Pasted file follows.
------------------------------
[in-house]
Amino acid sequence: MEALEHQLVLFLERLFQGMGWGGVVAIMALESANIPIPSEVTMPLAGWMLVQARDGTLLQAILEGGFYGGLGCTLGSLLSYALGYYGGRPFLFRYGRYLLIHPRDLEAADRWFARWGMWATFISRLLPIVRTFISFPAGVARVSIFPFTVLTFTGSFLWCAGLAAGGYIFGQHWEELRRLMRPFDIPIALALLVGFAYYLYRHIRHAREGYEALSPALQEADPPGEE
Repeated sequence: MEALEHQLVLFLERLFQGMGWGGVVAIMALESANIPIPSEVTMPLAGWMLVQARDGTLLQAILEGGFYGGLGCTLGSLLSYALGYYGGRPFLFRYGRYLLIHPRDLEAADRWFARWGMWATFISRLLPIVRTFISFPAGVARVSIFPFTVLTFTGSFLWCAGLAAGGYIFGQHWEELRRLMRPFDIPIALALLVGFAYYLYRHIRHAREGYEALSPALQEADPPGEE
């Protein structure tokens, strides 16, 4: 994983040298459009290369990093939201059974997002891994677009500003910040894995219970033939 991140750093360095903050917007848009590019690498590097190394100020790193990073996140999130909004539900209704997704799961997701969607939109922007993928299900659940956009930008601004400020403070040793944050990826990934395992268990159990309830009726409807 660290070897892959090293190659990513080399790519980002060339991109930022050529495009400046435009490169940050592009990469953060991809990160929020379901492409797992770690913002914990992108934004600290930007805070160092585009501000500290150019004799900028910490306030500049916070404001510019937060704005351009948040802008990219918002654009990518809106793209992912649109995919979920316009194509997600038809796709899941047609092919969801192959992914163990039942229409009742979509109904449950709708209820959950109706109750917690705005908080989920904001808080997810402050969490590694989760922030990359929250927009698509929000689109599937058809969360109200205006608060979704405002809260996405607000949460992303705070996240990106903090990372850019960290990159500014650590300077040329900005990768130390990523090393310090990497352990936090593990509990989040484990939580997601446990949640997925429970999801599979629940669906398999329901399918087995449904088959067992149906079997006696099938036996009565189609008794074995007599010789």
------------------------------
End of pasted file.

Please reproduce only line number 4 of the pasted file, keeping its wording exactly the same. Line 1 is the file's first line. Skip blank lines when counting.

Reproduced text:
């Protein structure tokens, strides 16, 4: 994983040298459009290369990093939201059974997002891994677009500003910040894995219970033939 991140750093360095903050917007848009590019690498590097190394100020790193990073996140999130909004539900209704997704799961997701969607939109922007993928299900659940956009930008601004400020403070040793944050990826990934395992268990159990309830009726409807 660290070897892959090293190659990513080399790519980002060339991109930022050529495009400046435009490169940050592009990469953060991809990160929020379901492409797992770690913002914990992108934004600290930007805070160092585009501000500290150019004799900028910490306030500049916070404001510019937060704005351009948040802008990219918002654009990518809106793209992912649109995919979920316009194509997600038809796709899941047609092919969801192959992914163990039942229409009742979509109904449950709708209820959950109706109750917690705005908080989920904001808080997810402050969490590694989760922030990359929250927009698509929000689109599937058809969360109200205006608060979704405002809260996405607000949460992303705070996240990106903090990372850019960290990159500014650590300077040329900005990768130390990523090393310090990497352990936090593990509990989040484990939580997601446990949640997925429970999801599979629940669906398999329901399918087995449904088959067992149906079997006696099938036996009565189609008794074995007599010789």